535 F2d 521 United States v. Wilson
535 F.2d 521
UNITED STATES of America, Plaintiff-Appellee,
Ronald Henry WILSON, Defendant-Appellant.
United States Court of Appeals,
May 5, 1976.
George W. Hunt, San Diego, Cal., for defendant-appellant.
Harry D. Steward, U. S. Atty., San Diego, Cal., for plaintiff-appellee.
J. JOSEPH SMITH, Circuit Judge:
Ronald Henry Wilson appeals from conviction on trial to the jury in the United States District Court for the Southern District of California, Gordon Thompson, Jr., Judge, on five counts charging conspiracy, unauthorized possession of a military identification card and possession within the special territorial jurisdiction of the United States of completed and blank and unfinished money orders with intent to defraud, prohibited by the California Penal Code made applicable to government reservations by the Assimilated Crimes provisions of 18 U.S.C. § 13. We find no error and affirm the judgment.
Wilson, convicted on charges growing out of a scheme to pass stolen money orders at North Island and Imperial Beach Naval Air Stations by use of a stolen military identification card, attacks the sufficiency of the evidence particularly on the possession counts. He attacks also the sufficiency of the evidence establishing federal jurisdiction and its admissibility. He claims on a separate ground that the trial court erred in allowing one of these counts, count 20, to go to the jury. And finally he asserts that his sentence on the conspiracy count is excessive.
On appeal we must view the evidence in the light most favorable to the government. United States v. Kelly, 527 F.2d 961 (9th Cir., 1976).
There was evidence that on January 13, 1975, Wilson drove Johnson and Jones in Wilson's sister's Thunderbird to a YMCA to obtain a photograph of Jones for use on a stolen military identification card, thence to North Island and Imperial Beach Naval Air Stations where, using the card, Jones cashed stolen money orders. As had been agreed, the proceeds were split three ways.
On January 14, Harmon, Johnson and Wilson agreed to a similar scheme. They obtained at the YMCA a photograph of Harmon to place on the same stolen identification card. Wilson then drove them to the North Island Naval Air Station, where Harmon attempted to cash money orders and was arrested. Following Harmon's arrest an FBI agent found blank money orders in the Thunderbird, one of which bore Wilson's fingerprint. The evidence was thus ample to establish the illegal scheme and Wilson's participation.
The conspiracy having been proved, possession by the co-conspirators in the course of the conspiracy was Wilson's possession. Pinkerton v. United States, 328 U.S. 640, 66 S.Ct. 1180, 90 L.Ed. 1489 (1946).
Federal jurisdiction was sufficiently established by letters of cession,1 a map, and oral testimony elicited from employees of the Navy exchanges where Jones and Harmon passed or attempted to pass stolen money orders, from the FBI agent who found the other orders in the Thunderbird, and from an experienced Navy realty specialist and draftsman.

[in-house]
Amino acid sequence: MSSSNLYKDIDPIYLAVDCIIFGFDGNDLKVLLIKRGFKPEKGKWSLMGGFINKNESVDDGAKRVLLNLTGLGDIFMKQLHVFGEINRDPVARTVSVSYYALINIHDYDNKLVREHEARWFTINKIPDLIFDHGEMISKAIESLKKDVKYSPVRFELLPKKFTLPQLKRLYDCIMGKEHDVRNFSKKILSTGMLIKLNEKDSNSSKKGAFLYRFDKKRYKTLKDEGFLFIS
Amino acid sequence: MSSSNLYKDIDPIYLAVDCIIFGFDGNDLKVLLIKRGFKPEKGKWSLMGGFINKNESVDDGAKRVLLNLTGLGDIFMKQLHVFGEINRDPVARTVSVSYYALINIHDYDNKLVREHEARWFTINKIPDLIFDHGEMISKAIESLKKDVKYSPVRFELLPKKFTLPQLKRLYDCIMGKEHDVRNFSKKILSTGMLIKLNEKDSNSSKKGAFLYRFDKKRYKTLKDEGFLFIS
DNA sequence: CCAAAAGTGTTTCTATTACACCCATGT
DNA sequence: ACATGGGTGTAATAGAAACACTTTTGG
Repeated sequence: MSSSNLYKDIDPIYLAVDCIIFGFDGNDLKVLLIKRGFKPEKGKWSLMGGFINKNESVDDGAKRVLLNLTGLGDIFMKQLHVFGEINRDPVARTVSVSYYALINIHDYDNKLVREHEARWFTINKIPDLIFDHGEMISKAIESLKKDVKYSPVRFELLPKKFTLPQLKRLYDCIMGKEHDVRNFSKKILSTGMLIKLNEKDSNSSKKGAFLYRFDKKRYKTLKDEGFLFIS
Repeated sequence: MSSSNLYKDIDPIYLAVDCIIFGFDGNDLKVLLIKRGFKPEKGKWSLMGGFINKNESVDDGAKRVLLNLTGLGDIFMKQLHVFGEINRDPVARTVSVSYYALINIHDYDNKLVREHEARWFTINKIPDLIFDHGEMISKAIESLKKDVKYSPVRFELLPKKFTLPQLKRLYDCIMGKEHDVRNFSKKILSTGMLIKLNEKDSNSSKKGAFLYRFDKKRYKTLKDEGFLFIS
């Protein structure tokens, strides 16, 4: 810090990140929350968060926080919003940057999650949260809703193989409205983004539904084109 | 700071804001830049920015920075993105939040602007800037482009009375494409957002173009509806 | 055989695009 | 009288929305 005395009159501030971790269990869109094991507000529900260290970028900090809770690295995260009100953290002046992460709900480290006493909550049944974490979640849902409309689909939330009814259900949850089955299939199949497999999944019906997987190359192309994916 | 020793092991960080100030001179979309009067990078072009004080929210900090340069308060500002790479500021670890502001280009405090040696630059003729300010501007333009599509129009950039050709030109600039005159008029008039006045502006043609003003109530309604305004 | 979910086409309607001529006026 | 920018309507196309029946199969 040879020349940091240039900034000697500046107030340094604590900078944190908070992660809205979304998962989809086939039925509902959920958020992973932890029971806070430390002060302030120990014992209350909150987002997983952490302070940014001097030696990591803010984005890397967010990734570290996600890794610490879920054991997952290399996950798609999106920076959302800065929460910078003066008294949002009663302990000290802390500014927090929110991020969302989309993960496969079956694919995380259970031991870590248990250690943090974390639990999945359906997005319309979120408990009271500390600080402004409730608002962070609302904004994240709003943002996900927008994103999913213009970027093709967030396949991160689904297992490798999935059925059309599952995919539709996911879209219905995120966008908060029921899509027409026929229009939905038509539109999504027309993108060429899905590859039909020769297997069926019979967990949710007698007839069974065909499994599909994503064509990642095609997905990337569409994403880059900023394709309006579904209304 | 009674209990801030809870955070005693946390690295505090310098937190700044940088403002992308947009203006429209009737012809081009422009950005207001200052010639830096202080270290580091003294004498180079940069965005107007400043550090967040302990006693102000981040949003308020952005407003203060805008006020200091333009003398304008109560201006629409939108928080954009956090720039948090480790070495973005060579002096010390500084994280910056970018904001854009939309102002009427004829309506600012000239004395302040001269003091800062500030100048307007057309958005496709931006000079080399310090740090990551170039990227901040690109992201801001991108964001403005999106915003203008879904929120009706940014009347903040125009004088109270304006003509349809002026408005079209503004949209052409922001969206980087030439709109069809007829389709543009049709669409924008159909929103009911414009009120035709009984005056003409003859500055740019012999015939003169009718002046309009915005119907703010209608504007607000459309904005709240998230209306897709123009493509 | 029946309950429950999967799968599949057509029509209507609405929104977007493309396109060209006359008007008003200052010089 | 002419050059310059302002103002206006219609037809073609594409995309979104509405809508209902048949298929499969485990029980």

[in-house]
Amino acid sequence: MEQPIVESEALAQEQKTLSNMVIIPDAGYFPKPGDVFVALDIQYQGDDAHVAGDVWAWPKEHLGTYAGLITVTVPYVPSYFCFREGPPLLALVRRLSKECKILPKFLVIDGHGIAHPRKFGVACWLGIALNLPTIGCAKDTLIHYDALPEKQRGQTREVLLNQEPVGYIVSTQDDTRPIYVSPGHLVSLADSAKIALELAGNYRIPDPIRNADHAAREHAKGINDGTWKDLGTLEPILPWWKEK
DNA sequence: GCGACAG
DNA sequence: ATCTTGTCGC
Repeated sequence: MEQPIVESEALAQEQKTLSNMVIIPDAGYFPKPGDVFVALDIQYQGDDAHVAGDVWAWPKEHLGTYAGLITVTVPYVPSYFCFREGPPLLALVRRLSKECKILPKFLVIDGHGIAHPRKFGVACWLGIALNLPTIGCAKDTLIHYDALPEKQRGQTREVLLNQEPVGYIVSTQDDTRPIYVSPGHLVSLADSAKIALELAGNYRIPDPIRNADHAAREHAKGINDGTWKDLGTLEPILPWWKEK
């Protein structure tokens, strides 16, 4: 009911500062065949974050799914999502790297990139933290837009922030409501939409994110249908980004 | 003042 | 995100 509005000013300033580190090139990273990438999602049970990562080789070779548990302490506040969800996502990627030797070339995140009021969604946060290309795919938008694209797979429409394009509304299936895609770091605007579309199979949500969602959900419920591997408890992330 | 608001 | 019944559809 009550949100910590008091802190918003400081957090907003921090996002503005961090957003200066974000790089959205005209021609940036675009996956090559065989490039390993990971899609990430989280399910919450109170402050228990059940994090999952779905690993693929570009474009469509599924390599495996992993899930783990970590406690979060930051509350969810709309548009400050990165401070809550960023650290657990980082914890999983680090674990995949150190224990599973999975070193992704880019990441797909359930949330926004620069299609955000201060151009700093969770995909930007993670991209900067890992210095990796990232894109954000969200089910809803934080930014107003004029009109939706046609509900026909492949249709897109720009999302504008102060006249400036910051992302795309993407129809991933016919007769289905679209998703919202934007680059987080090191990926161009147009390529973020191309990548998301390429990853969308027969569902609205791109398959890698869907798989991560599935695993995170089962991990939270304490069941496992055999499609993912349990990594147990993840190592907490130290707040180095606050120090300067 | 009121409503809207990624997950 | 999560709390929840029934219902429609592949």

The admission of Government Exhibit 25, a map referred to in the testimony of the realty specialist, establishing federal jurisdiction over the areas in which two of the alleged crimes were committed, was well within the court's discretion. The map was identified as one prepared and maintained under the supervision of the Naval department charged with responsibility for real estate acquisition and management in the area. The witness was sufficiently qualified on cross-examination as an expert draftsman and cartographer.2
Counsel objected to a charge on one of the possession counts since it had not been read to the jury at the outset of the trial. The judge indicated his intention to set aside any guilty verdict on that count if the record should prove that it had not been read. Subsequently, however, he declined so to set it aside. We find no error here, since the count was in the indictment, the evidence before the jury supported it and the jury was charged upon it. While the reading of the count at the outset was intended, no harm resulted from its omission at that time.
Finally, the sentence on count one is attacked as in excess of the maximum applicable. Conspiracy to commit a felony and a misdemeanor was charged, the verdict on the count did not distinguish, and the sentence exceeded that possible for the misdemeanor. The judge, though aware of the problem, ruled that since the sentences on all counts were concurrent and on some other counts equalled or exceeded the sentence on count one, the apparent excessiveness on that count was immaterial. In the absence of reversible error on other counts, this is correct. Barnes v. United States, 412 U.S. 837, 848, 93 S.Ct. 2357, 2364, 37 L.Ed.2d 380, 389 (1973); Benton v. Maryland,395 U.S. 784, 89 S.Ct. 2056, 23 L.Ed.2d 707 (1969); Hirabayashi v. United States, 320 U.S. 81, 85, 63 S.Ct. 1375, 1378, 87 L.Ed. 1774, 1778 (1943); United States v. Westover, 511 F.2d 1154 (9th Cir.), cert. denied, 422 U.S. 1009, 95 S.Ct. 2633, 45 L.Ed.2d 673 (1975).
The Honorable J. Joseph Smith, Senior United States Circuit Judge for the Second Circuit, sitting by designation
The Honorable Spencer M. Williams, United States District Judge for the Northern District of California, sitting by designation
Referred to in the record as "cessation."
Cf. Rule 901(b)(7), Federal Rules of Evidence; 28 U.S.C. § 1733; United States v. Meyer, 113 F.2d 387, 397 (7th Cir. 1940)